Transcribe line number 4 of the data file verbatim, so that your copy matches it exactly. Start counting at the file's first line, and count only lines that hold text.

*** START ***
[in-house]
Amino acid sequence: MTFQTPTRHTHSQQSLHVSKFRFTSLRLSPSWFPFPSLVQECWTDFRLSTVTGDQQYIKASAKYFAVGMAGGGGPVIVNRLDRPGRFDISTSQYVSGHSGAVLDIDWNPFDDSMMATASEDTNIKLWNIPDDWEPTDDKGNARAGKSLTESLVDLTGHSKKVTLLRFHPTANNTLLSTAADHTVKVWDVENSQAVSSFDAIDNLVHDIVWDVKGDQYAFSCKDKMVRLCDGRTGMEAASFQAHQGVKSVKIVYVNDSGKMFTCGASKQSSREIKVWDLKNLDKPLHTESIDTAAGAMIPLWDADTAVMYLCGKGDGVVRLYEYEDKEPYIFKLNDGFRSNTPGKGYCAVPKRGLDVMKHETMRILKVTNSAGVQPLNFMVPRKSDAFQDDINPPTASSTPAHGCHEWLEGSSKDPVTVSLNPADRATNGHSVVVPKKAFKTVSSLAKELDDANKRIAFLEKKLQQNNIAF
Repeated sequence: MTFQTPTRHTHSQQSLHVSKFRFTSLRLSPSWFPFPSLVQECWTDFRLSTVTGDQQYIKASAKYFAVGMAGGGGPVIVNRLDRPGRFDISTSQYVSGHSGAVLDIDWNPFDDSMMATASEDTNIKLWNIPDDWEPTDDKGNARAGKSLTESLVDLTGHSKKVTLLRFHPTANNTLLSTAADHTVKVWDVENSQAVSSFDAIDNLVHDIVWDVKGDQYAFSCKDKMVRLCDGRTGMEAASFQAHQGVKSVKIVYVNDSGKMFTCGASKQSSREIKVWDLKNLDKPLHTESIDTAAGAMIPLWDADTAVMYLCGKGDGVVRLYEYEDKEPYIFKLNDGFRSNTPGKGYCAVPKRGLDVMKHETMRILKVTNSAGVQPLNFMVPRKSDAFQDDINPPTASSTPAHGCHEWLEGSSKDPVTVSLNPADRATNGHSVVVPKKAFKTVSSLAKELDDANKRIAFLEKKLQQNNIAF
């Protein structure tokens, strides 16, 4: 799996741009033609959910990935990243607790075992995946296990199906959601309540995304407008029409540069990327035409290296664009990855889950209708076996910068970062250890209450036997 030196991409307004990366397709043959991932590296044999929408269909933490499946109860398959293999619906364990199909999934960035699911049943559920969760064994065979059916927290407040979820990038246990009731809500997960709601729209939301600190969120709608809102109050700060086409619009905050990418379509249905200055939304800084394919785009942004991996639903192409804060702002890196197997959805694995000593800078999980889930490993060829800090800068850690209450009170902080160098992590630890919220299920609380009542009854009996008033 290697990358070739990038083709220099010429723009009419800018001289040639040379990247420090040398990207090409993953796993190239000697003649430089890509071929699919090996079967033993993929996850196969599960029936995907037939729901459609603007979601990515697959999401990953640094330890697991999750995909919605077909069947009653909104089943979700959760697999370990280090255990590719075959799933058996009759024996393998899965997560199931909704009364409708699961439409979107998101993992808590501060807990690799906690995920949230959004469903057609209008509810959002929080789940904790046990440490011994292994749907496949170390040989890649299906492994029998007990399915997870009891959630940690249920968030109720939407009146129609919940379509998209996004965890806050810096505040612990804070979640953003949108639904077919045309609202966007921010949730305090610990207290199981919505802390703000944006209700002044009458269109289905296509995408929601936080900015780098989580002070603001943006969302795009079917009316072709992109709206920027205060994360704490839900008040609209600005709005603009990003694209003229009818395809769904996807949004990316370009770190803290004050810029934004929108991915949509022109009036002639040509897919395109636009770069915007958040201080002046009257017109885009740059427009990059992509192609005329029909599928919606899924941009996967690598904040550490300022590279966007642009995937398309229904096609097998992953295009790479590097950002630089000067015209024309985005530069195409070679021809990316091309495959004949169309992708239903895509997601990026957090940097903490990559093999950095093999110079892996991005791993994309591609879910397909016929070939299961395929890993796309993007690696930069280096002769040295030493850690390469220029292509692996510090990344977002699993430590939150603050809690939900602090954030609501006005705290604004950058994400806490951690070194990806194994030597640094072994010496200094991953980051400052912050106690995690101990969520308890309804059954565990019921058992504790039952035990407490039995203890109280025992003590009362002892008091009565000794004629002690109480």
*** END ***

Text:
């Protein structure tokens, strides 16, 4: 799996741009033609959910990935990243607790075992995946296990199906959601309540995304407008029409540069990327035409290296664009990855889950209708076996910068970062250890209450036997 030196991409307004990366397709043959991932590296044999929408269909933490499946109860398959293999619906364990199909999934960035699911049943559920969760064994065979059916927290407040979820990038246990009731809500997960709601729209939301600190969120709608809102109050700060086409619009905050990418379509249905200055939304800084394919785009942004991996639903192409804060702002890196197997959805694995000593800078999980889930490993060829800090800068850690209450009170902080160098992590630890919220299920609380009542009854009996008033 290697990358070739990038083709220099010429723009009419800018001289040639040379990247420090040398990207090409993953796993190239000697003649430089890509071929699919090996079967033993993929996850196969599960029936995907037939729901459609603007979601990515697959999401990953640094330890697991999750995909919605077909069947009653909104089943979700959760697999370990280090255990590719075959799933058996009759024996393998899965997560199931909704009364409708699961439409979107998101993992808590501060807990690799906690995920949230959004469903057609209008509810959002929080789940904790046990440490011994292994749907496949170390040989890649299906492994029998007990399915997870009891959630940690249920968030109720939407009146129609919940379509998209996004965890806050810096505040612990804070979640953003949108639904077919045309609202966007921010949730305090610990207290199981919505802390703000944006209700002044009458269109289905296509995408929601936080900015780098989580002070603001943006969302795009079917009316072709992109709206920027205060994360704490839900008040609209600005709005603009990003694209003229009818395809769904996807949004990316370009770190803290004050810029934004929108991915949509022109009036002639040509897919395109636009770069915007958040201080002046009257017109885009740059427009990059992509192609005329029909599928919606899924941009996967690598904040550490300022590279966007642009995937398309229904096609097998992953295009790479590097950002630089000067015209024309985005530069195409070679021809990316091309495959004949169309992708239903895509997601990026957090940097903490990559093999950095093999110079892996991005791993994309591609879910397909016929070939299961395929890993796309993007690696930069280096002769040295030493850690390469220029292509692996510090990344977002699993430590939150603050809690939900602090954030609501006005705290604004950058994400806490951690070194990806194994030597640094072994010496200094991953980051400052912050106690995690101990969520308890309804059954565990019921058992504790039952035990407490039995203890109280025992003590009362002892008091009565000794004629002690109480």